People almost all over the world enjoy their morning coffee. Some people also drink it throughout the day. Some even in the evening. But is there actually a “best time” to drink coffee?
Morning, lunch or evening – is there the ideal time to consume coffee? Scientifically speaking, this is still up for debate. Some experts believe it’s better to wait until mid-morning or mid-afternoon to enjoy your first (or second) cup, explains registered dietitian Anthony DiMarino in a post published by the Cleveland Clinic.
When consumed in moderation, coffee has various health benefits. It is known, for example, that it can help reduce the risk of type 2 diabetes and offers benefits for the liver.
However, it is often pointed out that some people should not drink coffee on an empty stomach because this could lead to health problems. This applies, among other things, to people who suffer from reflux disease.
However, coffee is not particularly popular because of its effects on health, but rather because of its taste and the awakening caffeine.
“Because caffeine is a stimulant, drinking coffee first thing in the morning helps wake you up,” says DiMarino. One way caffeine does this is by increasing the amount of cortisol in your body.
Coffee, caffeine and cortisol
Cortisol, sometimes called the stress hormone, is the chemical your body releases in response to danger – those fight-or-flight situations. “In the morning, you naturally release cortisol to help you become more alert and aware of your surroundings when you wake from sleep,” explains DiMarino.
Your cortisol levels typically peak between 7 and 8 a.m. and gradually decline throughout the day until they reach their lowest level in the middle of the night while you sleep. In this way, cortisol helps your body maintain its sleep-wake cycle, called circadian rhythm.
But the stimulating effects of caffeinated coffee in the morning can boost your cortisol production. Some people may enjoy this extra jolt to their system, while others may feel more anxious, nervous, or irritable.
“Everyone has a different sensitivity or internal reaction to caffeine,” says DiMarino. Chronic high cortisol levels – caused by stress, too much caffeine or other factors – can lead to inflammation that causes cell damage.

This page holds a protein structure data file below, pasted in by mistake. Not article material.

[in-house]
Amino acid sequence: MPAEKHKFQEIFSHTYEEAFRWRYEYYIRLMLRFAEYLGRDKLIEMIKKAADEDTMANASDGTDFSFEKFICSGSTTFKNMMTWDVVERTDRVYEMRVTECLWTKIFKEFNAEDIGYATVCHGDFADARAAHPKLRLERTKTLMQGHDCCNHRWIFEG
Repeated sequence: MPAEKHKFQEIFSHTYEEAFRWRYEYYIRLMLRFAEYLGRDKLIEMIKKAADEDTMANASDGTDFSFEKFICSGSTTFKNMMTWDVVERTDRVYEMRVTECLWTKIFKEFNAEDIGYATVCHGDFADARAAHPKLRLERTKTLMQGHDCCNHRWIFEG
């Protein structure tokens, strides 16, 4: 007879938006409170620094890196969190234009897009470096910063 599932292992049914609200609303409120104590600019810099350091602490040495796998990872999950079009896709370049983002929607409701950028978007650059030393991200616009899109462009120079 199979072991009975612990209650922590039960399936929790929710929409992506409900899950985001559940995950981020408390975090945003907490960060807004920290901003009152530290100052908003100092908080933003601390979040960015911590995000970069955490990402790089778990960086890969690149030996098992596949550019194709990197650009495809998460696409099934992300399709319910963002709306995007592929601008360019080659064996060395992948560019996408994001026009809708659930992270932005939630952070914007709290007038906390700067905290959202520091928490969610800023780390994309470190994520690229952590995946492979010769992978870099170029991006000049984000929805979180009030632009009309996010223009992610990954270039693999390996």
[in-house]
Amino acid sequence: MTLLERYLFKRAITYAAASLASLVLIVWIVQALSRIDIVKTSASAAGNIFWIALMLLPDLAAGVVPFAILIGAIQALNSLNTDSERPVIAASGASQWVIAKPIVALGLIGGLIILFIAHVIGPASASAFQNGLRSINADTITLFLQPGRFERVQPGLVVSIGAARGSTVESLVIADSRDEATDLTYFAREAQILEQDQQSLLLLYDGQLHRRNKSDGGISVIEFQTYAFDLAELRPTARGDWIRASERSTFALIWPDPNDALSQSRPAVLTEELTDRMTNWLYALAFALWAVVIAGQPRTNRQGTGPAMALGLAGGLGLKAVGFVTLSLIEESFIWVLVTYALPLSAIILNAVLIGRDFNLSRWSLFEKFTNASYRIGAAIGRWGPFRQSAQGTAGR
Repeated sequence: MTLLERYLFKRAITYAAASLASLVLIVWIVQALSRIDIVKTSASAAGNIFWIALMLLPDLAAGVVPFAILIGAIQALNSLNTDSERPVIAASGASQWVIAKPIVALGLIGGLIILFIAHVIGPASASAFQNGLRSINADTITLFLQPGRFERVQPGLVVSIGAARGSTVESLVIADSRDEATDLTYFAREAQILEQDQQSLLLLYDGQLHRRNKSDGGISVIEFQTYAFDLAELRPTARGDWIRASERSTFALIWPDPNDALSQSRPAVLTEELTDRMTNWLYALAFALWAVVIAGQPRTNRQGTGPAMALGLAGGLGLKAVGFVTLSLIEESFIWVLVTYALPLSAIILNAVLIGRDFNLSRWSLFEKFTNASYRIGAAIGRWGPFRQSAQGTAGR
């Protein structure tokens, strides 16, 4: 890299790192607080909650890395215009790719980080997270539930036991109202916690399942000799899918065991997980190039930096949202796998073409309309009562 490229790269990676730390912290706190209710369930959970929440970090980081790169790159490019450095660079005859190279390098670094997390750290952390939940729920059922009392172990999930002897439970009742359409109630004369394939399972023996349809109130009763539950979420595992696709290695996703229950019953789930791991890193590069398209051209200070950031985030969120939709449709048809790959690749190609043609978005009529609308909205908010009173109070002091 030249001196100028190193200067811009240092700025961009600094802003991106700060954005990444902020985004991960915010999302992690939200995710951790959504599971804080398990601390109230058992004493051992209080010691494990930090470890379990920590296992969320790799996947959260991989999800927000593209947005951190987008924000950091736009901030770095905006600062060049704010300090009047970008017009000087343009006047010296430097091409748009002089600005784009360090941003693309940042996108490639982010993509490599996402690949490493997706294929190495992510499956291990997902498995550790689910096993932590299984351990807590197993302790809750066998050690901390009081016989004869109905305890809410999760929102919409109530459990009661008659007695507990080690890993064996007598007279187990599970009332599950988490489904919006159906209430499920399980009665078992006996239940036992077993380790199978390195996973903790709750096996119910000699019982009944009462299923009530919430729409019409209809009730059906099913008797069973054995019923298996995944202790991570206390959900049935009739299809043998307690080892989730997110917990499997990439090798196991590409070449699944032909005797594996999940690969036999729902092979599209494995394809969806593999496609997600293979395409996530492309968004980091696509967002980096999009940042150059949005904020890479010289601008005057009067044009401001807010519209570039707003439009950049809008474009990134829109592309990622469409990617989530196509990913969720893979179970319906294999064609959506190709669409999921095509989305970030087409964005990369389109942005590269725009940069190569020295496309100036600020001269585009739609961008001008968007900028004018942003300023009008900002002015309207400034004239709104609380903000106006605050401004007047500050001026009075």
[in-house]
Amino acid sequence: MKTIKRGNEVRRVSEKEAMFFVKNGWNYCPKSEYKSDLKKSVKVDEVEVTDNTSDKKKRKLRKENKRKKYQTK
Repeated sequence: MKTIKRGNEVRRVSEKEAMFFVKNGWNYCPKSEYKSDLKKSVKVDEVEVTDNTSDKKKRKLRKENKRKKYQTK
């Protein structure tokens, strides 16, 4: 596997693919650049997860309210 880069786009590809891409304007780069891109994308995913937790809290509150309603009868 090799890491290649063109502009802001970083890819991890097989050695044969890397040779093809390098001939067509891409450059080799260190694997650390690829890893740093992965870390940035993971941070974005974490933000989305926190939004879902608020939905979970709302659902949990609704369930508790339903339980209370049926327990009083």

“If your cortisol levels remain elevated, you are at increased risk of weight gain, diabetes, heart problems and other health problems,” he adds.
Drink coffee in the evening
Drinking coffee late at night can be unwise unless you work the late shift. “Caffeine has a half-life of two to 10 hours, depending on your metabolism,” explains DiMarino. In other words, it may take as little as two hours or as long as ten hours for your body to eliminate half of the caffeine in a cup of coffee.
For people with a certain “coffee gene”, a cup of coffee late into the night is no problem. The CYP1A2 gene helps the body break down and eliminate caffeine – and some people actually have two copies of this gene, which helps them break down caffeine more quickly than those who only have one copy.
If you can drink a double espresso at 10 p.m. and then sleep soundly, you probably metabolize caffeine quickly.
Determine the best time to drink coffee
The following is known about the timing of drinking coffee:
Coffee first thing in the morning increases cortisol levels and may make you feel more nervous.
Coffee in the evening may affect your sleep (or not, depending on your genes and metabolism).
So when is the best time to have a cup of coffee? There is no scientific evidence to support a “best time”. But a morning to late morning cup of coffee between 9:30 a.m. and 11 a.m. can help you reap the most coffee benefits. This is when cortisol levels begin to fall and the effects of caffeine are most noticeable.
On the other hand, you might want a cup of coffee at 2 p.m. to fortify you against the afternoon slump. “Many of us feel sluggish or less productive after lunch,” notes DiMarino. If a power nap isn’t an option, perhaps a cup of coffee will help you get through the rest of the day. (ad)